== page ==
Thursday, June 24, 2010

Strawberries and Gelato and Steamships--Oh, My!

My final day in Missouri, we went to the City Market and the Arabia Museum in Kansas City. I drooled over the large produce stands selling one-pound containers of strawberries for a dollar, as well as jewel-like cherries, peppers and lettuces. At least two vendors carried bulk spices, their luscious aromas perfuming the air. Fresh flowers, homemade fudge and fresh-baked breads tempted me, too, and it was a delicate form of torture to wander through the stands and not be able to buy anything because I was flying home the next day. (I consoled myself with a triple chocolate gelato from an Italian deli.)



Garden art--so cute!


In addition to the produce and food stands, the City Market has shops, restaurants and the Arabia Steamboat Museum, an attraction my aunt, who is an archaeologist, had been dying to visit. A little history: in 1856, the Arabia steamed up the Missouri River, laden with more than 200 tons of merchandise bound for pioneer settlements and general stores. When she hit a “snag,” or submerged tree, she sank in mere minutes, taking her cargo with her. All 130 human passengers survived; the only fatality was a mule, who has now been nicknamed Lawrence (of Arabia—get it?). Museum visitors are encouraged to pay their respects to Lawrence as they leave the exhibits.



A fraction of the Arabia's cargo.

But back to the Arabia (see how easily I’m distracted by anything equine?). Over time the Missouri River changed its course, leaving the Arabia buried 45 feet beneath a Kansas corn field, half a mile from the river’s edge. Arabia was excavated in 1988-1989. Her amazingly well-preserved cargo is the largest pre-Civil war artifact collection in the world—everything from dishware, clothing, tools, guns, foodstuffs, medicine, trade beads and buttons. They’re still restoring what was excavated, and expect to have at least 15 more years of work ahead of them! At the preservation lab in the museum, we watched a restorer work on a pair of boots, and sniffed a sample of perfume recovered from the Arabia. To learn more about the Arabia, visit http://www.1856.com/, or read Treasure in a Cornfield, by Greg Hawley.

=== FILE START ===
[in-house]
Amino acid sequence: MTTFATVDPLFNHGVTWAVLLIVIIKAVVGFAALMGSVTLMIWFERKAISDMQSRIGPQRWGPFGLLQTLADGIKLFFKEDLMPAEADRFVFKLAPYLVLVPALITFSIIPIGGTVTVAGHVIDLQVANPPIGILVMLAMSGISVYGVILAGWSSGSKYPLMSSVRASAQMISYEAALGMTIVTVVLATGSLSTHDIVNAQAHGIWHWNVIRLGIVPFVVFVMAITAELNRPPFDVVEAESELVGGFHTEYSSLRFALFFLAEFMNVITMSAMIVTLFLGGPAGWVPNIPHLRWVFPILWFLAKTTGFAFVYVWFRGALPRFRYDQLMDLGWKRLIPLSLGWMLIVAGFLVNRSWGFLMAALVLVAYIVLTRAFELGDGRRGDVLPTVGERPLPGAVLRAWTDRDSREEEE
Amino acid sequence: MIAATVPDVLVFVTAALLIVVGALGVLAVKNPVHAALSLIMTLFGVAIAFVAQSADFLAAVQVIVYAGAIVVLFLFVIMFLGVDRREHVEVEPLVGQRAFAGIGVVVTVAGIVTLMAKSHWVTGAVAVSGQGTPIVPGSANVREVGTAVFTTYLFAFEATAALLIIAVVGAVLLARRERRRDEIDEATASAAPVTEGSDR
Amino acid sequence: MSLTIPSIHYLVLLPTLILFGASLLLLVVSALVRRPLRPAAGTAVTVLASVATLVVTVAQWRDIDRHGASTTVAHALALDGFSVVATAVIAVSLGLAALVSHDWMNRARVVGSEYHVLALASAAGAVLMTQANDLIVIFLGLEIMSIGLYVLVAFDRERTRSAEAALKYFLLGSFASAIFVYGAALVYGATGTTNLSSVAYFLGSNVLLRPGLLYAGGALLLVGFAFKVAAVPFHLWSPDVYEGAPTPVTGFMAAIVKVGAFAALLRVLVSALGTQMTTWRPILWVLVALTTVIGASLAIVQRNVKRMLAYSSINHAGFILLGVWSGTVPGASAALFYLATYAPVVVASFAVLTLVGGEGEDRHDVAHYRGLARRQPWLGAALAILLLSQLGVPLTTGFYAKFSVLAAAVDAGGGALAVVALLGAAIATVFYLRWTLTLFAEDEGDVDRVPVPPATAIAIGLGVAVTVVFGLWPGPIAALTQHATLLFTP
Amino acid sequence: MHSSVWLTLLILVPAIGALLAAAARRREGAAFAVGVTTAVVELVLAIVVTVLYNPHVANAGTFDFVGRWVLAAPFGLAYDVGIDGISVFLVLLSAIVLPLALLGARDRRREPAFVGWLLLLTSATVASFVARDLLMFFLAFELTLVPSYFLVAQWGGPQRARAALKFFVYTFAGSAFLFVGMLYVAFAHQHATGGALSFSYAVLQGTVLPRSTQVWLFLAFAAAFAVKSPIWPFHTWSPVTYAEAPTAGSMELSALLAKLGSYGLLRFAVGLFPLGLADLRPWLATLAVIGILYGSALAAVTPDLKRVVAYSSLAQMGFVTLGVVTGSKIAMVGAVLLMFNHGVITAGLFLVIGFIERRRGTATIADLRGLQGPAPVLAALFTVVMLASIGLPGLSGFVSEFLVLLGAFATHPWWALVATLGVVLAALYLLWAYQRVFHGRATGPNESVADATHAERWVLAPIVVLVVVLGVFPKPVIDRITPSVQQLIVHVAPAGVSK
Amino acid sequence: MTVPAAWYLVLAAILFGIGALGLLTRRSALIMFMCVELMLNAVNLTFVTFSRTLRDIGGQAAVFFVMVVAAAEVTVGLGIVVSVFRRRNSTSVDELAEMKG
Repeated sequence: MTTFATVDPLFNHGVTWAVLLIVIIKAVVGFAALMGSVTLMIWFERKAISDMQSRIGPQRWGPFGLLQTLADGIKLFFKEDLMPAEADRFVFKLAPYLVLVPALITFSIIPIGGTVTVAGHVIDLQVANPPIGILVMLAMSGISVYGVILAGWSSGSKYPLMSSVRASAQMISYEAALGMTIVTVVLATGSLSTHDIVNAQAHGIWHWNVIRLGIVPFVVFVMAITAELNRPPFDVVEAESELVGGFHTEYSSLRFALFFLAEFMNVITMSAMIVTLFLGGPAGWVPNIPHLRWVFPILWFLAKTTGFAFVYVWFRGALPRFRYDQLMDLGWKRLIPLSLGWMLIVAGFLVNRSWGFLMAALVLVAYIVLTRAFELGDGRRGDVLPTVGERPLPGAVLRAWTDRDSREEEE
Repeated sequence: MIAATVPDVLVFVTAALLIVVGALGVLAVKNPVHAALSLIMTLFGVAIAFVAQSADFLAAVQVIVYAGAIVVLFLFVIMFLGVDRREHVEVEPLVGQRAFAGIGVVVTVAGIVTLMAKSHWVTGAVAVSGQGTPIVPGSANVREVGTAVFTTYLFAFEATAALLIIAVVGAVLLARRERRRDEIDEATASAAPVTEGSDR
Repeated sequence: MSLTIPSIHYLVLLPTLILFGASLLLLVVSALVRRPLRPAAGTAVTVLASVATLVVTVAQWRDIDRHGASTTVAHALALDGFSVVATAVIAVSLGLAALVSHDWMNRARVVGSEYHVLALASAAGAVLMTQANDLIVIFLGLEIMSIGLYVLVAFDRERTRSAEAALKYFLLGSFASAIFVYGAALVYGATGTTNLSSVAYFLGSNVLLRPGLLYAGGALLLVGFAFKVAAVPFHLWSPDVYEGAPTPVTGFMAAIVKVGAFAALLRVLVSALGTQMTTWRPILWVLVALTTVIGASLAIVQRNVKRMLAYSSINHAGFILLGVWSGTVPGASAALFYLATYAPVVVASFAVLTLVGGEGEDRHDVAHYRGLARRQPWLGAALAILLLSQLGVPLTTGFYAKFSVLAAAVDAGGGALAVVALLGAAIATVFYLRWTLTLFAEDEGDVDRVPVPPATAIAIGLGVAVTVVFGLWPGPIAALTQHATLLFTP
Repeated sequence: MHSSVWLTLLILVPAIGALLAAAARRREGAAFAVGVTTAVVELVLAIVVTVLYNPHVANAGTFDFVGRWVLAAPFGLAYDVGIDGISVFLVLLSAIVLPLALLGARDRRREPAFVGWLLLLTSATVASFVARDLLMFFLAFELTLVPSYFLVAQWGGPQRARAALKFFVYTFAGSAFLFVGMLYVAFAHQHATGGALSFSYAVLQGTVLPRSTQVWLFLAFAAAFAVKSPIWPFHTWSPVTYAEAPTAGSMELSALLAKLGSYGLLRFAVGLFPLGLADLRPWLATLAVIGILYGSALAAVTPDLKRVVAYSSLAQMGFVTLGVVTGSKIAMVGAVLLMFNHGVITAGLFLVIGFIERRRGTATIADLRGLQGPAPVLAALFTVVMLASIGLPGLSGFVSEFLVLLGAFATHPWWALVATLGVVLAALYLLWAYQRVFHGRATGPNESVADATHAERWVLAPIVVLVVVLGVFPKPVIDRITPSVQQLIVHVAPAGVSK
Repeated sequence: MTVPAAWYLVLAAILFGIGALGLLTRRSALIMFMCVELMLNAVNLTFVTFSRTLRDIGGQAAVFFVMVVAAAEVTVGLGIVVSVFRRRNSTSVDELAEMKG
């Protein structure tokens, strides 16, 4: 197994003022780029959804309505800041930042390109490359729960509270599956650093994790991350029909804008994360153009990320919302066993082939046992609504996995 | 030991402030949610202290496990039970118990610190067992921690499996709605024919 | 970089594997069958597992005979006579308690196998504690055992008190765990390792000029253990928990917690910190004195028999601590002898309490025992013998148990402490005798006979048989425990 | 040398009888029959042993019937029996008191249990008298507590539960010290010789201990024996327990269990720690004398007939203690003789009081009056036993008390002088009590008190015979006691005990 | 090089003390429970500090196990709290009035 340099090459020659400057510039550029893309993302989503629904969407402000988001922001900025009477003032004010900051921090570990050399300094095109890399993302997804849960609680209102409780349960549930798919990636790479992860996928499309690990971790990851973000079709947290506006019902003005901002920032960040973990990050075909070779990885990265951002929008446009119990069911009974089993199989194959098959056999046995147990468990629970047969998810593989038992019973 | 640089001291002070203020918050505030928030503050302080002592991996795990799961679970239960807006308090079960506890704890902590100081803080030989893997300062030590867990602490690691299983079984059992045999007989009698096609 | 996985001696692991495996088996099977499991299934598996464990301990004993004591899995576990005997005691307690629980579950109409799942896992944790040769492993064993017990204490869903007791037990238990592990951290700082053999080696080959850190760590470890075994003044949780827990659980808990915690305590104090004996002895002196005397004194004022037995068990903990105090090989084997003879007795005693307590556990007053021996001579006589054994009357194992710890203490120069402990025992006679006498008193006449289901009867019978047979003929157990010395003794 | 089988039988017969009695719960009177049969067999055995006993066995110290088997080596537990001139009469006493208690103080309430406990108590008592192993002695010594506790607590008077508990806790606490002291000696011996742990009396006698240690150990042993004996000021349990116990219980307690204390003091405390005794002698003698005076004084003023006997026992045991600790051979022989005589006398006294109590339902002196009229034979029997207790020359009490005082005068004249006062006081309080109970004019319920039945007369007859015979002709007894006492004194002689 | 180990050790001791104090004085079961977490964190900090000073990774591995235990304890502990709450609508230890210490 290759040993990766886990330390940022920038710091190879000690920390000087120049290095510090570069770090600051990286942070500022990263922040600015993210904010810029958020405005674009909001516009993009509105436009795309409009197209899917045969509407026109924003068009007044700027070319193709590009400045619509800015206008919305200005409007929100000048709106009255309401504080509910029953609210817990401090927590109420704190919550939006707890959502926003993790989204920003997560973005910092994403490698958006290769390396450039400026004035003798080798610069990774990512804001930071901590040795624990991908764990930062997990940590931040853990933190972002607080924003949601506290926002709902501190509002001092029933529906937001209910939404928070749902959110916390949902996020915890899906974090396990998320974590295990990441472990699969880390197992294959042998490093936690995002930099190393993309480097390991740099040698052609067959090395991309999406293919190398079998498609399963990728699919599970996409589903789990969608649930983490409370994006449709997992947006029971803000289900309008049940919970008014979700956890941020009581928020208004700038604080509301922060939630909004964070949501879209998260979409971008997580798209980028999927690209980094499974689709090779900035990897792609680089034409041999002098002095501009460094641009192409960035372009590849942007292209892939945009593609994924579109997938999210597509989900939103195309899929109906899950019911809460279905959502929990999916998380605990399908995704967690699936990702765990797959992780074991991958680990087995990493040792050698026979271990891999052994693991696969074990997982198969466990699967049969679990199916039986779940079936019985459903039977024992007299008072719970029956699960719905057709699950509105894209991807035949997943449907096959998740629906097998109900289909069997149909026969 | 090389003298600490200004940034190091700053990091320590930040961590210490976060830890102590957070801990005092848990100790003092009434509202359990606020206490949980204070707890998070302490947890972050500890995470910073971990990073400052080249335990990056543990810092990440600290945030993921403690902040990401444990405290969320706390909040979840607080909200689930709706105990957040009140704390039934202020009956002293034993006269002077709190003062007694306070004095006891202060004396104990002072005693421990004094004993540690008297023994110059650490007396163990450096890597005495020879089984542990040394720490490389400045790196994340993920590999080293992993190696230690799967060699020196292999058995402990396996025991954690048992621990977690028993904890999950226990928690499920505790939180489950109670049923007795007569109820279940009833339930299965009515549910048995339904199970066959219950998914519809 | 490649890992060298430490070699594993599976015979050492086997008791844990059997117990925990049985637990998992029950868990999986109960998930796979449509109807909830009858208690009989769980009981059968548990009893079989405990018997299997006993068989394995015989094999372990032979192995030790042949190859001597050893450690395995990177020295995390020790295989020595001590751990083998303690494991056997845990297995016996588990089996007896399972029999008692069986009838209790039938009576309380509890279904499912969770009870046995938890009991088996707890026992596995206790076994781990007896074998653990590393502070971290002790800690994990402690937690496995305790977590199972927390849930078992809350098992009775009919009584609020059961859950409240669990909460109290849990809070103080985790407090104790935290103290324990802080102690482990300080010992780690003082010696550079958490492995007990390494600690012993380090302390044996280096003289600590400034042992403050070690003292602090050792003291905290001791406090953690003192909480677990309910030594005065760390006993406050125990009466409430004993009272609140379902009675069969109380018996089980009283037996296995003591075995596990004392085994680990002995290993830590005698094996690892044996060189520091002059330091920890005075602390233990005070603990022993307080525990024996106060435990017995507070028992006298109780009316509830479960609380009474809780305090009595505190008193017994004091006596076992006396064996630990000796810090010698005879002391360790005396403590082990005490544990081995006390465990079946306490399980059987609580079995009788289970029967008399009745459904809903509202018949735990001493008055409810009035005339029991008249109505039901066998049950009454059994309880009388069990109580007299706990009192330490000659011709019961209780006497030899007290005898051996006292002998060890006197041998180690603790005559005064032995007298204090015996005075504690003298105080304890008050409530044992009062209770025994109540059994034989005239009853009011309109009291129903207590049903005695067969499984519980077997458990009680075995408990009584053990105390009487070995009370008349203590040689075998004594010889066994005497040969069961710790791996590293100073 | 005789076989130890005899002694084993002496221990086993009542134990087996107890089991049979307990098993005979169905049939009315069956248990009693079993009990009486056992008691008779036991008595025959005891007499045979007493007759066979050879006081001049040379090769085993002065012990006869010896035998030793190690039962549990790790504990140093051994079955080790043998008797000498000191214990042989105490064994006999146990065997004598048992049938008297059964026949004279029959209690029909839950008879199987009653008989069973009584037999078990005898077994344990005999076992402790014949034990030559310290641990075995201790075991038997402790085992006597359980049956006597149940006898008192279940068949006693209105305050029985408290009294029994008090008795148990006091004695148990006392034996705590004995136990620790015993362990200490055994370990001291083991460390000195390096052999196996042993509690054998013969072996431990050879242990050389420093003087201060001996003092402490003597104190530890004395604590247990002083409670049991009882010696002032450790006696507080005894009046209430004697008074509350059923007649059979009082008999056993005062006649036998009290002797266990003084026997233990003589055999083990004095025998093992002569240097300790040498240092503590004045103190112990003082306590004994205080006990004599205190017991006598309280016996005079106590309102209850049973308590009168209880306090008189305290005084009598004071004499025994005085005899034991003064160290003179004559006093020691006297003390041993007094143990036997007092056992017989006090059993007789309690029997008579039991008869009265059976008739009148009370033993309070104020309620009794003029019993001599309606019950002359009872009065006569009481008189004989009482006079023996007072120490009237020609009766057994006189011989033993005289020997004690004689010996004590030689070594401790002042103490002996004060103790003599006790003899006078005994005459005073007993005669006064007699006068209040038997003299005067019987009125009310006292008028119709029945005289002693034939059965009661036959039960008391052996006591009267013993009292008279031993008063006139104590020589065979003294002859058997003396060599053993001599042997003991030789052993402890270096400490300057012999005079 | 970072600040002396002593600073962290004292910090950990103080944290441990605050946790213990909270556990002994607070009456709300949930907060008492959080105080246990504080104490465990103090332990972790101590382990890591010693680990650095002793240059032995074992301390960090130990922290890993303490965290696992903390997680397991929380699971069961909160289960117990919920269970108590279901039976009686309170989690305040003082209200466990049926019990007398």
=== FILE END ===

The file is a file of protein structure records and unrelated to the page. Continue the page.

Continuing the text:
More treasure.

And that concludes our trip through Missouri. Thanks for traveling with me—I’ve enjoyed reliving it all!

Rest in peace, Lawrence.

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8 comments:

Teresa said...

Have you considered applying for a position as a tour guide? You're doing one fine job! This was so interesting! I'd never heard of The Arabia, but read on, more and more fascinated as I read. Imagine a pre-Civil war cargo ship buried under a cornfield! You know what they say, "fact is stranger than fiction".

Good job, Kathy.. thanks for sharing. Where to on our next trip? ;-)

Kathy A. Johnson said...

I'm so glad you enjoyed this, Teresa. I had never heard of the Arabia before, either, but it was so interesting. I just heard today that a ship was found in Lake Michigan with its cargo (from the 1890s)intact, too. It will be interesting to see what is down there.

Hmmm...I'm not sure where to next...it may have to be one of Laure's imaginary trips!

Claire M said...

What interesting tidbits you have shared. The old market definitely looks like a fun thing to visit I would have been tempted for all the treats as well - especially the strawberries and chocolate gelato.

Hey - great pictures to paint from too!

Kathy A. Johnson said...

Claire--I can highly recommend the gelato :)

Funny you should mention pictures to paint from...I took several photos at different locations with the express intention of painting them! We were supposed to visit a covered bridge, which I thought would be a great subject, but we couldn't reach it because of flooding. Too bad. Maybe one day I'll post the pictures and the paintings--when I finally manage to paint them.

Meredith said...

What an amazing treasure trove of memorabilia -- and all underneath a cornfield! I love old things, and I could probably spend way too long perusing all of that, even on their webpage. I can hardly believe all the old clothing that survived. Too bad we can't say the same about poor Lawrence. :(

Sounds like it was a wonderful trip, Kathy. Thanks for taking us along for the ride.

Kathy A. Johnson said...

You're welcome, Meredith. I hope I didn't bore everyone with the trip--I sort of felt like I was forcing everyone to look at my vacation photos! But then, I always like to hear about others' trips because I always learn things, and sometimes discover a place I'd like to visit myself.

Kelly said...

...how cool! I loved reading this post and the previous posts. I'd love to see those artifacts, and so would Matty (who wants to be either a vet or an archeologist). My parents visited here a few years ago and thought I'd like to see it too. You did a great job telling the story.

Kathy A. Johnson said...

Glad you enjoyed the posts, Kelly. It was such an interesting trip. I like Matty's career choices--they both sound fascinating.